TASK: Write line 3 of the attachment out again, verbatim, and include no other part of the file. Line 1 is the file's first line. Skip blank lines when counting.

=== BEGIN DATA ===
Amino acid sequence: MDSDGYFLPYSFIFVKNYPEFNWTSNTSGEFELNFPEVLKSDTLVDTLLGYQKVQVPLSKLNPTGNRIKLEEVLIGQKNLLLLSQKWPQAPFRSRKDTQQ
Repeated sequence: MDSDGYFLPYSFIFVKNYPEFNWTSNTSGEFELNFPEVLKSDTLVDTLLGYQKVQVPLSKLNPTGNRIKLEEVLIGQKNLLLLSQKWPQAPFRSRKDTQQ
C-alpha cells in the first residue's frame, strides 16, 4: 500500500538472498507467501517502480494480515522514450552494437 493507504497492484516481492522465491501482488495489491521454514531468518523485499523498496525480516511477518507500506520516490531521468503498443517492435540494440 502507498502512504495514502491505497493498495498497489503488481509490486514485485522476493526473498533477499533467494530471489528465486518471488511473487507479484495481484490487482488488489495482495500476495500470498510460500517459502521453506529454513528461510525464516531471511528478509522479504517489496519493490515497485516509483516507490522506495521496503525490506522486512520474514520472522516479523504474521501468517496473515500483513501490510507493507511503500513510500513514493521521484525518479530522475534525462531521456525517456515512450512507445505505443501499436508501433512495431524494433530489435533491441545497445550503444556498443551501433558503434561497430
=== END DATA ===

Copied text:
C-alpha cells in the first residue's frame, strides 16, 4: 500500500538472498507467501517502480494480515522514450552494437 493507504497492484516481492522465491501482488495489491521454514531468518523485499523498496525480516511477518507500506520516490531521468503498443517492435540494440 502507498502512504495514502491505497493498495498497489503488481509490486514485485522476493526473498533477499533467494530471489528465486518471488511473487507479484495481484490487482488488489495482495500476495500470498510460500517459502521453506529454513528461510525464516531471511528478509522479504517489496519493490515497485516509483516507490522506495521496503525490506522486512520474514520472522516479523504474521501468517496473515500483513501490510507493507511503500513510500513514493521521484525518479530522475534525462531521456525517456515512450512507445505505443501499436508501433512495431524494433530489435533491441545497445550503444556498443551501433558503434561497430